JOEY LAGANO IS MAKING HIS DEBUT. TALK ABOUT THE PRESSURE YOU FELT WHEN YOU CAME INTO THIS SERIES AND WHAT HE’S DEALING WITH. “I wish I had as much as success as he has had in a stock car prior to coming into the Nationwide Series and Cup Series because I’m sure he’ll be there before long. There’s no doubt that so far this kid has lived up to all expectations and has been very impressive. Joe Gibbs seems to find those guys and he’s going to a great organization. I look certainly for him to have a lot of success. He’s gonna have a lot of pressure on him. I’m a little confused because somebody said his birthday is on Saturday? Somebody said this Saturday and I’m like how is he practicing on Friday then. That’s pretty cool to be 18 years old and have that kind of future ahead of you with that type of organization. Certainly we will all be watching.”
EARLIER THIS WEEK THE FAMILY THAT OWNS POCONO SAID THEY’RE NOT SELLING THAT TRACK. THERE’S BEEN SOME SPECULATION ABOUT THIS TRACK’S FUTURE MAYBE LOOSING A RACE OR TWO IF THAT HAPPENS. WHAT’S YOUR FEELING ABOUT SOMETHING LIKE THAT? “I love the Mattioli’s and I’m a huge supporter of them but their race track is out dated. It needs a ton of upgrades. I think that the fact that it’s in the Northeast is a positive thing but I’m shocked that they’ve had two races as long as they have and I’ll be surprised if that stays that way for the future. Just because of the way this sports grown and the markets that we need to be in. The type of races that we put on at our miles, 1.5-mile, and three quarter mile tracks. I’m as curious as anybody else is to see the future of that track. Obviously there’s a lot going on right now with Kentucky and New Hampshire and with Bruton (Smith). I’m as anxious to see how it all unfolds as anybody else. When they create this schedule, that’s where we’ll go.”
WHAT ABOUT THIS TRACK, WOULD IT UPSET YOU IF SOMETHING WERE TO HAPPEN TO THIS TRACK? “Yeah, I love this track. I would hate to see this track go anywhere. I haven’t heard anything about this track and I know that it’s a group that owns this track and Nashville and one or two others so I think this is the type of race track that we need to be on. We need to be on high-banked, one-mile, fast action filled race tracks running 400 miles. To me this is it. Could we pick this track up and locate it in about three other locations, that would be fantastic. Right now as far as I know it’s here in Dover, Delaware and I hope it stays.”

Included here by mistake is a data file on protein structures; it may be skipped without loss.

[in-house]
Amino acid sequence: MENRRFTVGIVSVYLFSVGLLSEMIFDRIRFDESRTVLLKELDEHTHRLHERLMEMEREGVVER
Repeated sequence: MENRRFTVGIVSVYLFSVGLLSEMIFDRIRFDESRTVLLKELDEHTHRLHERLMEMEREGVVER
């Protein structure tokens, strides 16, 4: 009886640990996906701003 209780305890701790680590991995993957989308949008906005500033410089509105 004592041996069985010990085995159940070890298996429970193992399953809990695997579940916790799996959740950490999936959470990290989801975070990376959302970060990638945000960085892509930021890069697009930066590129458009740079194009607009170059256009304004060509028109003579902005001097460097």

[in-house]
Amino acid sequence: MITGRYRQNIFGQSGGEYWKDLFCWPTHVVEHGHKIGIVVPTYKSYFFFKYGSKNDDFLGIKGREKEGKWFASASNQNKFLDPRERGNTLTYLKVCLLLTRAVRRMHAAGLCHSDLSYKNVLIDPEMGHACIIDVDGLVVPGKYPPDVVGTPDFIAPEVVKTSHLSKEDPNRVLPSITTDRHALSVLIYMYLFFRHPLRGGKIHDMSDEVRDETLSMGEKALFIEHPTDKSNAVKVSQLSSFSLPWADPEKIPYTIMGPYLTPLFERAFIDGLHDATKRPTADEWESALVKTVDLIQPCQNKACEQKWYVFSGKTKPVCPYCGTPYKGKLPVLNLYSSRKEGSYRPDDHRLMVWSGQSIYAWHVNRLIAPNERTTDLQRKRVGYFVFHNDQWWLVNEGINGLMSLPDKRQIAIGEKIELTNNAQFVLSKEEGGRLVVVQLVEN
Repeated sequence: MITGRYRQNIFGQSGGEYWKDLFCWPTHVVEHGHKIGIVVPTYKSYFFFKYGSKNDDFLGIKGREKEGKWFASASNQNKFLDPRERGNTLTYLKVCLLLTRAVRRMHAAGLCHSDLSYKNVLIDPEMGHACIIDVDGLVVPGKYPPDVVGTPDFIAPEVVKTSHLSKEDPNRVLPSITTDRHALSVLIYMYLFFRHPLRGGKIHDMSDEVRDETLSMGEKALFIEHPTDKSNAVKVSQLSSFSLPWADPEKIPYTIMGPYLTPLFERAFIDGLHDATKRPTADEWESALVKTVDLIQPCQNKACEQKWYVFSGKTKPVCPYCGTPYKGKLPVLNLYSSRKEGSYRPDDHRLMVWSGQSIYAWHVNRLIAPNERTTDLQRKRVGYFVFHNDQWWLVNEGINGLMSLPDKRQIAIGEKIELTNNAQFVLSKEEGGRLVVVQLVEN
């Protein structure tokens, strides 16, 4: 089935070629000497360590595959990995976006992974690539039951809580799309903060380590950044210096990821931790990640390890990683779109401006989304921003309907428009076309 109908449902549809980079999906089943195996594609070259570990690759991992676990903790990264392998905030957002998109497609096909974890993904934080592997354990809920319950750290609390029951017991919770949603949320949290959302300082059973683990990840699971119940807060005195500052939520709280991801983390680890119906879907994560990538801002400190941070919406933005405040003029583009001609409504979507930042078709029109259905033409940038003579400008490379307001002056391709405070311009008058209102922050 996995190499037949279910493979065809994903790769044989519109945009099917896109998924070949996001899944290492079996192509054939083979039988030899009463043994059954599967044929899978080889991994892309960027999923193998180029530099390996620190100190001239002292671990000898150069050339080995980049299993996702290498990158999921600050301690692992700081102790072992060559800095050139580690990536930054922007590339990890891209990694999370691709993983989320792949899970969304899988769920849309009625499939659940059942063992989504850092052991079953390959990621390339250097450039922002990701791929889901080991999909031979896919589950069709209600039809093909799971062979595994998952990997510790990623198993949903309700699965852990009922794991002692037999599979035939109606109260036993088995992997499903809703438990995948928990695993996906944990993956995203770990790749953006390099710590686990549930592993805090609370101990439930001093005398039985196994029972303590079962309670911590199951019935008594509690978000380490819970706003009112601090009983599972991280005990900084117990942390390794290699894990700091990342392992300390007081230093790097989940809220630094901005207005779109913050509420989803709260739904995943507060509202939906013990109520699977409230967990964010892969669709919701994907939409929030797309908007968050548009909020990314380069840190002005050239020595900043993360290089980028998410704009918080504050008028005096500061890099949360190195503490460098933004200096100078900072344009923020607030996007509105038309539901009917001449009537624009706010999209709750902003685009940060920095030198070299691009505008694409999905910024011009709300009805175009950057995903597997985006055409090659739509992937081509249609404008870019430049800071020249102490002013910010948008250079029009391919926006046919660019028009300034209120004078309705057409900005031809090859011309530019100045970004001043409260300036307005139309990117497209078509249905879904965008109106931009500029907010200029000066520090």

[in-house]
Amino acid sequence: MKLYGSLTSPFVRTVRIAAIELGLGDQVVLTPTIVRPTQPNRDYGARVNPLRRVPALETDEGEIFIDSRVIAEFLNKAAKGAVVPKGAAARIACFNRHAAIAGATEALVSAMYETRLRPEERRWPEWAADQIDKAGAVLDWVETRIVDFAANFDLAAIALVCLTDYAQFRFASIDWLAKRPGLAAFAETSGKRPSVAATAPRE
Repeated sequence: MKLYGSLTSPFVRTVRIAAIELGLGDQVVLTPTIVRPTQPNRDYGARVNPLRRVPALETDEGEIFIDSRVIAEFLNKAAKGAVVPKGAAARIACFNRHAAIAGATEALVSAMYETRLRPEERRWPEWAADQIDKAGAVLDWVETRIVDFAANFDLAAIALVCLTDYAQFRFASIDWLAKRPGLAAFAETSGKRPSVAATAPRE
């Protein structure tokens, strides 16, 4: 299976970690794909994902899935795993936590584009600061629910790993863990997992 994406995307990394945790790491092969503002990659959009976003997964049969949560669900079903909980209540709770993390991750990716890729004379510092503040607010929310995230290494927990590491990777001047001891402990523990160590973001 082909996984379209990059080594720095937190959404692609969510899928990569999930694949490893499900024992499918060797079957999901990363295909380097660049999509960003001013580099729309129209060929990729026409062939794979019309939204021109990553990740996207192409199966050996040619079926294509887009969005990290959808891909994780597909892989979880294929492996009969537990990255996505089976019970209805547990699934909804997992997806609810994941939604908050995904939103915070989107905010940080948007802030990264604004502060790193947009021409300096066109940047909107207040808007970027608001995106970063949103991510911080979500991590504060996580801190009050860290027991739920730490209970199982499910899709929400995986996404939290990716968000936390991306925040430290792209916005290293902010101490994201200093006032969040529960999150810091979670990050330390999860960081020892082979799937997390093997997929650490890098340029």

ON THE SIGNIFICANCE OF EXTENDING HIS CONTRACT WITH DUPONT, WHAT DOES THAT MEAN FOR HIS FUTURE? “It means that we have full sponsorship until 2010. I think people are maybe reading a little too much into it. I haven’t made any decisions for what’s going to happen one way or the other past 2010. I’ve always been the type of driver that I never look too far ahead. I wanted to secure my position at Hendrick Motorsports and that’s why I worked as hard to be an equity owner and do a lifetime contract with Hendrick Motorsports because I knew that’s where I wanted to be as long as I’m driving a race car. The sponsorship thing is sort of a separate deal. You’ve got to have sponsorship and if you extend sponsorships out too far, sometimes you could be losing money because we don’t know the expense of the sport too far in advance. So what you try to do is secure sponsors, companies you want to be aligned with, that have been loyal to you and you have been loyal to them, that put the effort into the race team and give you the dollars to do what you need to do to be competitive, and also the marketing behind it. And we have a great package between DuPont and Pepsi and Nicorette and Georgia-Pacific and Quaker State. We just have a great package. And all that really means is we have a great package through 2010 and we really don’t want to think past that because we don’t know what the expenses will be past that. It doesn’t mean that I’m going to stop driving after 2010, it just means that we won’t start negotiating to see what happens past 2010 until the beginning of 2010.”
BY THE TIME THIS EXTENSION ENDS, YOU’LL BE 39 GOING ON 40. HAS BEING A FATHER CHANGED YOUR THOUGHTS ABOUT RETIRING? “Being a father at 37 this year, makes me realize how old I am because she (daughter, Ella) is running around all over the place and I can’t keep up with her (laughs). I need more energy. That’s the only thing I look at as I get older is with the wear and tear on your body, it gets tougher to stay in good physical shape and withstand the heat and the longer races and the longer seasons. To me, this has been one of the more tougher seasons for me, simply because we’ve tested so much. I’m a dad, so I want to spend more time at home and I’m constantly doing things for my sponsors. And so the whole schedule has just been completely crazy for everybody. As I get older and want to spend more time with my family it’s made it that much more grueling and tougher this year. And those are the only things. I’ve always said that as long as physically, I can be in the car and be competitive and I’m enjoying what I’m doing, I’m going to keep doing it. And even though I want to spend more time at home, I still love coming to the track and being competitive and feel like I’m capable of being completive out there on the track.